Waffen SS stamped tartan blanket

Discussion in 'The Holocaust' started by Owen, Jun 16, 2015.

  1. Owen

    Owen -- --- -.. MOD

    Saw this in the IWM collection.
    At first it looks like the Waffen-SS were issued with warm snug tartan blankets, that is until you read the text underneath.

    Blanket, Waffen SS
    Wool blanket of tartan style pattern stamped with the text, 'WAFFEN SS'.

    Blanket, Waffen SS. © IWM (EQU 4473)IWM Non Commercial Licence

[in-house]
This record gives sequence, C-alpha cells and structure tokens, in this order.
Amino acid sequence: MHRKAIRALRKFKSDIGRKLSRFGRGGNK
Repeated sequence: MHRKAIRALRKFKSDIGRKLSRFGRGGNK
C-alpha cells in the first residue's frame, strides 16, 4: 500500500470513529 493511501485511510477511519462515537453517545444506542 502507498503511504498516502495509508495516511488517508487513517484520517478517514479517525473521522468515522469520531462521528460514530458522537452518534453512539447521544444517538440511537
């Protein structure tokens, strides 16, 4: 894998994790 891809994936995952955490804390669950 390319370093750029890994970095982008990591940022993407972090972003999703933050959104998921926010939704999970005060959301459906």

Originally from Bucharest, Romania, Vera May Atkins (formally Rosenberg) moved to England with her family in 1933. In 1941she joined the Special Operations Executive, working as secretary of the French Section ('F Section'), directly responsible to Section Head, Maurice Buckmaster, who was responsible for covert operations in occupied France. Later to become the section’s Intelligence Officer and Buckmaster’s deputy, she was commissioned as a member of the Women’s Auxiliary Air Force. Atkins helped with recruit selection and their subsequent operational briefings, knowing the personal details of each of the 400+ agents that dropped behind enemy lines. Over 100 agents did not return, and although some were killed in action, most disappeared at the hands of the Gestapo and the concentration camps system. Atkins felt some personal responsibility for the loss of her colleagues and became a driving force in investigating individual cases, and following a post-war visit to Germany was told that the SOE was to be disbanded and her search would no longer be sponsored. However, taking advantage of a personal contact she gained a semi-official attachment to MI6 and returned to Germany, interrogating a host of former concentration camp staff and examining records and visiting key locations. The results of her investigations confirmed the fates of 104 dead (91 men and 13 women). This blanket was retrieved from Buchenwald KZ by brothers, Alfred and Henry Newton, who were parachuted into France and later captured in June,1943. Both survived brutal interrogations and ill-treatment, and were liberated in April, 1945.

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